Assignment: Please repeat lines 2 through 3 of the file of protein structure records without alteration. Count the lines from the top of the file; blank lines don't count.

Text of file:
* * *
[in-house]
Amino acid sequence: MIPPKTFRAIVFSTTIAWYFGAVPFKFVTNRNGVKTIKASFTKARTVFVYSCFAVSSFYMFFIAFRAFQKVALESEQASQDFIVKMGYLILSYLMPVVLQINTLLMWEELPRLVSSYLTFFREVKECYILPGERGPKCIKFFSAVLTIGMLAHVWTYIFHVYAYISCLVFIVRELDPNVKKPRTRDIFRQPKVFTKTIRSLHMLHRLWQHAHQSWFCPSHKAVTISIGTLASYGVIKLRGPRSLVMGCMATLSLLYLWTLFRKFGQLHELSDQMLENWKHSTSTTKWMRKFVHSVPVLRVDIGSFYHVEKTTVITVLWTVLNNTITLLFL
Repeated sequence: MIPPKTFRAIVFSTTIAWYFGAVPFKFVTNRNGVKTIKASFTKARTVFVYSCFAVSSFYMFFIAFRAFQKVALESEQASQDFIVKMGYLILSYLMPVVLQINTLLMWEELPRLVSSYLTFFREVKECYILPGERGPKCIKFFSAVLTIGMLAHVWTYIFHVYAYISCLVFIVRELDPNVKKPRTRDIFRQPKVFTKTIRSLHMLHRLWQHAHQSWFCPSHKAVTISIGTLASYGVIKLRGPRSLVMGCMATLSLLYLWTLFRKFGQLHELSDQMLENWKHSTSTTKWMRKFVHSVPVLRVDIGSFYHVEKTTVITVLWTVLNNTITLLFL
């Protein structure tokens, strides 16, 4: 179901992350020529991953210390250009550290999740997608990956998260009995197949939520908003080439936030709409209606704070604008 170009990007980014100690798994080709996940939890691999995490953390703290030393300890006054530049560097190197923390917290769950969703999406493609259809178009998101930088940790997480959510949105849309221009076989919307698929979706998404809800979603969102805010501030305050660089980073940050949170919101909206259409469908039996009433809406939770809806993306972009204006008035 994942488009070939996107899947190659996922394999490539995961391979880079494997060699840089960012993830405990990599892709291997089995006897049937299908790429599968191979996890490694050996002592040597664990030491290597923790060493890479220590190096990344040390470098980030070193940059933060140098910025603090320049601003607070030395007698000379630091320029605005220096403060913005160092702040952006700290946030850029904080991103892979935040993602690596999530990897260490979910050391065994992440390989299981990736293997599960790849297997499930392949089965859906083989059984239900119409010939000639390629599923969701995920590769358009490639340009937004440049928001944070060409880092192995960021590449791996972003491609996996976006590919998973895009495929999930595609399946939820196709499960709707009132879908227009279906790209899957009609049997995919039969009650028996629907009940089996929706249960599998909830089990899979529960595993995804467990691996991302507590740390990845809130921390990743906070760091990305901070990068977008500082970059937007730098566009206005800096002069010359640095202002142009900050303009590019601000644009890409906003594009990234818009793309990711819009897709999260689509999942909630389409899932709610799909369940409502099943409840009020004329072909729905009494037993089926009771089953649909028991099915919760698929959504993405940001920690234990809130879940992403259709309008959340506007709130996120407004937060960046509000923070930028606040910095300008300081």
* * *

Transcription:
Amino acid sequence: MIPPKTFRAIVFSTTIAWYFGAVPFKFVTNRNGVKTIKASFTKARTVFVYSCFAVSSFYMFFIAFRAFQKVALESEQASQDFIVKMGYLILSYLMPVVLQINTLLMWEELPRLVSSYLTFFREVKECYILPGERGPKCIKFFSAVLTIGMLAHVWTYIFHVYAYISCLVFIVRELDPNVKKPRTRDIFRQPKVFTKTIRSLHMLHRLWQHAHQSWFCPSHKAVTISIGTLASYGVIKLRGPRSLVMGCMATLSLLYLWTLFRKFGQLHELSDQMLENWKHSTSTTKWMRKFVHSVPVLRVDIGSFYHVEKTTVITVLWTVLNNTITLLFL
Repeated sequence: MIPPKTFRAIVFSTTIAWYFGAVPFKFVTNRNGVKTIKASFTKARTVFVYSCFAVSSFYMFFIAFRAFQKVALESEQASQDFIVKMGYLILSYLMPVVLQINTLLMWEELPRLVSSYLTFFREVKECYILPGERGPKCIKFFSAVLTIGMLAHVWTYIFHVYAYISCLVFIVRELDPNVKKPRTRDIFRQPKVFTKTIRSLHMLHRLWQHAHQSWFCPSHKAVTISIGTLASYGVIKLRGPRSLVMGCMATLSLLYLWTLFRKFGQLHELSDQMLENWKHSTSTTKWMRKFVHSVPVLRVDIGSFYHVEKTTVITVLWTVLNNTITLLFL